March 29, 2021
Despite being the fastest-growing minority group in the United States, Hispanics are routinely underrepresented in scientific and public health studies. Along with other minority groups, Hispanics face challenges – both structural and socioeconomic – that are generally understood to correlate with poor health outcomes. However, the literature to date finds that Hispanics actually experience better health and greater longevity than non-Hispanics, including non-Hispanic Whites, in spite of the disadvantages. Scholars hypothesize that cultural factors may serve to moderate the harms that would ordinarily come from the structural and socioeconomic risk factors experienced by Hispanics.
Researchers, led by Dr. Melissa Flores of the University of Arizona, specifically examined whether marriage yielded an enhancing effect on the mortality advantage among Hispanic women. Previous research has more broadly identified a reliably strong relationship between marriage or marriage-like relationships and lower mortality and better economic outcomes. Dr. Flores and colleagues utilized the longitudinal data from WHI clinical trial and observational study participants (N = 158,814), specifically using the participant’s reported marital status at baseline along with WHI-collected outcomes data to ascertain mortality. The authors studied 1) whether Hispanic ethnicity was protective when compared to other race-ethnicities; and 2) whether marriage or marriage-like relationships among Hispanic women were found to be protective factors against mortality.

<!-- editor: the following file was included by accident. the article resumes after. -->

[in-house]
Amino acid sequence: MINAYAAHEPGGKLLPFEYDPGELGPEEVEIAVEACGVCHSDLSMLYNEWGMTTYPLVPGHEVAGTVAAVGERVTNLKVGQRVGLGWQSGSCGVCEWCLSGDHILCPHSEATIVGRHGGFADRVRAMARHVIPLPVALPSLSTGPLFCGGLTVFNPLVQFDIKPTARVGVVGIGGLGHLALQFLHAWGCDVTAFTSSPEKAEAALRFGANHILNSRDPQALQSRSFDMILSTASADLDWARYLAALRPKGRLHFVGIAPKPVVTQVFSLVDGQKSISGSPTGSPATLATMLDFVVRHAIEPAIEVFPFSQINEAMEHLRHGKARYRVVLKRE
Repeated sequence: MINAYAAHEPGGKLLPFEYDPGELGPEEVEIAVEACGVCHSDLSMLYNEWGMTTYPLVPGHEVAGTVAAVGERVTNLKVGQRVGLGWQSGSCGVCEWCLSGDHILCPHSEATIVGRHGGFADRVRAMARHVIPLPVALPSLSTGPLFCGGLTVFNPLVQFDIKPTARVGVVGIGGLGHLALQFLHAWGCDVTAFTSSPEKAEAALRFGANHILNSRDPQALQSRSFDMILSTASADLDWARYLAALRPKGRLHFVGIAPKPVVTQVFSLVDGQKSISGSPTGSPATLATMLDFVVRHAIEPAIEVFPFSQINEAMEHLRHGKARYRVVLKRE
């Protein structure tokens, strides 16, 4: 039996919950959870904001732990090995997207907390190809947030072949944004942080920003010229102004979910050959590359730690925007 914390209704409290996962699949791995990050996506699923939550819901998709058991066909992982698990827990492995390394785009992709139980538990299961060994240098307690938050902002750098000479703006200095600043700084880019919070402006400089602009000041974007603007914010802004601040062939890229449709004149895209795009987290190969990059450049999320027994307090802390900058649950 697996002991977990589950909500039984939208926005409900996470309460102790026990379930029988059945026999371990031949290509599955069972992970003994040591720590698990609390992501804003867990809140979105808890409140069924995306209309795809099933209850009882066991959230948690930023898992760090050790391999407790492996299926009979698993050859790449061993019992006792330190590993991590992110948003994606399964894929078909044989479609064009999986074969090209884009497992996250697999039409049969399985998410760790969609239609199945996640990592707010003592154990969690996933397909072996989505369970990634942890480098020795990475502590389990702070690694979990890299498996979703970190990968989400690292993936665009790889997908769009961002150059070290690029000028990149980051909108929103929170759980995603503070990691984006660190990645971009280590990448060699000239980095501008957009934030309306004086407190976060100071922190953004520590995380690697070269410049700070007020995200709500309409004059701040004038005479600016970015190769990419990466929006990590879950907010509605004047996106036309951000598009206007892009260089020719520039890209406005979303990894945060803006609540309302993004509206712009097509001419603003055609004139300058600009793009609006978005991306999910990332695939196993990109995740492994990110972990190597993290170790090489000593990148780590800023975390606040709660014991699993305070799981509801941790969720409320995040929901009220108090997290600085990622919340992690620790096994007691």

The analyses, which utilized models with varying controls for socioeconomic and health factors, indicated that postmenopausal Hispanic women experience a mortality advantage over other race-ethnicity groups except that of Asians/Pacific Islanders, among which mortality was found to be similar. On the other hand, the authors found no significant relationship between marital status and mortality specifically among Hispanic women included the analysis, contrary to the more generalized findings previously reported. Among both Hispanics and Asians/Pacific Islanders, the authors discuss the potentially positive impacts of collectivism and respect for elders, which may serve to enhance mortality advantages. In Hispanic societies specifically, it is noted that social and family networks are strongly maintained and valued, and are mobilized in times of need, which could be hypothesized to confer similar advantages to those observed in marriage. The authors conclude that additional study of resiliency factors among Hispanic populations may be beneficial.
These findings were published on January 15, 2021 in the Annals of Behavioral Medicine.
The WHI program is funded by the National Heart, Lung, and Blood Institute, National Institutes of Health, U.S. Department of Health and Human Services.
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